NASA Sets Sights on the Moon

It’s been awhile since NASA has sent mankind to the moon and that always leads people to beg the question: are we ever going back? Over 45 years ago we made our first trip to the moon by way of a process called trans-lunar injection. Now, NASA is aiming to do it again with testing beginning at some point in 2019. This will be the first time that NASA has tested their Space Launch System along with the brand spanking new, Orion ship.


The Orion is going to go down in history books around the world if all testing goes to plan and the mission hits its expectations. The Orion mission will eventually have a crewed spaceship heading farther away from our planet than any other spacecraft has ever been. Orion will get nearly 270,000 miles away from Earth. To compare this distance a little easier: 270,000 miles away from Earth is the same as flying up to the Space Station and back home to Earth over 500 times.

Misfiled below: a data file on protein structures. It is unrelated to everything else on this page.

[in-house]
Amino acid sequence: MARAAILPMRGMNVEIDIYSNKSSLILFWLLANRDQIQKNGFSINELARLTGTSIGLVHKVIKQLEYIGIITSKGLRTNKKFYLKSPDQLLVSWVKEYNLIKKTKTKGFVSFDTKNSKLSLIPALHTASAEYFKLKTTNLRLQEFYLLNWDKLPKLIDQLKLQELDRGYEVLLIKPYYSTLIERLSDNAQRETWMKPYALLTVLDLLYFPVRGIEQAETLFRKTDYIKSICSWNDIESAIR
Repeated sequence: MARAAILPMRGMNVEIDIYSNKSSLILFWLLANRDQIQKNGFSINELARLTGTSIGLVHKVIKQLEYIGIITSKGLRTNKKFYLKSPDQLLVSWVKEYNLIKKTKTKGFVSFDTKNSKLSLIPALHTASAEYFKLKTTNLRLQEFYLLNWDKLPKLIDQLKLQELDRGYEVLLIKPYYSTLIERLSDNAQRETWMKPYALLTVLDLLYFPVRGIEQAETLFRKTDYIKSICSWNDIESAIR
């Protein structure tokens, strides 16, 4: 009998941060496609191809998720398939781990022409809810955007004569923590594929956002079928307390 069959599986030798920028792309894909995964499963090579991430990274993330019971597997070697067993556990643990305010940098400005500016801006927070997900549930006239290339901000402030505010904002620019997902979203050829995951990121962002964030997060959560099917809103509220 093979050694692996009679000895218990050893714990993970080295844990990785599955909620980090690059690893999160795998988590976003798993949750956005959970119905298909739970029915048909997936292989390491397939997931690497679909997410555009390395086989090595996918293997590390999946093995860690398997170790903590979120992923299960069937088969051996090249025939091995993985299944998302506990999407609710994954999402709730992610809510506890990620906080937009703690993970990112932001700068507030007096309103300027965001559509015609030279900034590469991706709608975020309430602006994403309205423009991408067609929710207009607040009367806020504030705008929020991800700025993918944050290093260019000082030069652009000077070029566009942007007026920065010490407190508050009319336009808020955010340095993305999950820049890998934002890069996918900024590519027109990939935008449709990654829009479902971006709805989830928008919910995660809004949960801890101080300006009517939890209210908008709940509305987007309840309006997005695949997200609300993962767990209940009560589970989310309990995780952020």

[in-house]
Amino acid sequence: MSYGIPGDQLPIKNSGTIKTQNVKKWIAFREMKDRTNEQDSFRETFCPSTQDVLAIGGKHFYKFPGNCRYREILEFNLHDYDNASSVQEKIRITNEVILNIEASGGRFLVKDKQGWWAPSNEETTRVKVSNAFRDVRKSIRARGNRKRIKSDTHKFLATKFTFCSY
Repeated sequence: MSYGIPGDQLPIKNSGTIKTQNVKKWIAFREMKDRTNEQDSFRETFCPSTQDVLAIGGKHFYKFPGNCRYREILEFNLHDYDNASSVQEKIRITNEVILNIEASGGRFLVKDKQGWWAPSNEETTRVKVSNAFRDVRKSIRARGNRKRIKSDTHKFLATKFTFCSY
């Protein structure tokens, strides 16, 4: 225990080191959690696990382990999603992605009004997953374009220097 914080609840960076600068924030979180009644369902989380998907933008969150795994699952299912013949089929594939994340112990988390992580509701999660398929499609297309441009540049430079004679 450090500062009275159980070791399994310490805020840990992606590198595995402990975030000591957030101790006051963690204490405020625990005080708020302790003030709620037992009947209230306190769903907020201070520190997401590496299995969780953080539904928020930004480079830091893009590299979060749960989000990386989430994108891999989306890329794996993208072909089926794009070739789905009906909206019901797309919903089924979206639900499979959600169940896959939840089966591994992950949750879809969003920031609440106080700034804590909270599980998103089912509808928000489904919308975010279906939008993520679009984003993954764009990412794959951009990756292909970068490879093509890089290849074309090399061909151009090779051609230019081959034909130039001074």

The entire Orion mission is slated to take nearly 25.5 days. The mission will start with a four-day cruise up and to the moon before it is ‘injected’ into an elliptical orbit around Earth’s moon. The Orion Mission, also known as Exploration Mission 1, will sit in around the Moon’s orbit for nearly a week before spending another four days getting back home to Earth, where it will land somewhere in the Pacific Ocean near the assigned recovery utilities.


If this mission is a success, NASA plans to move toward manned expeditions in a similar fashion. Mike Sarafin is a NASA Mission Manager and he said, “This is the first of many missions to come that will use the deep-space exploration system to prepare our team.” Sarafin and his crew lately confirmed that they are hoping to have a ‘human test mission’ slated to take off at some point in 2023. These missions are considered the first step toward a manned mission to Mars.

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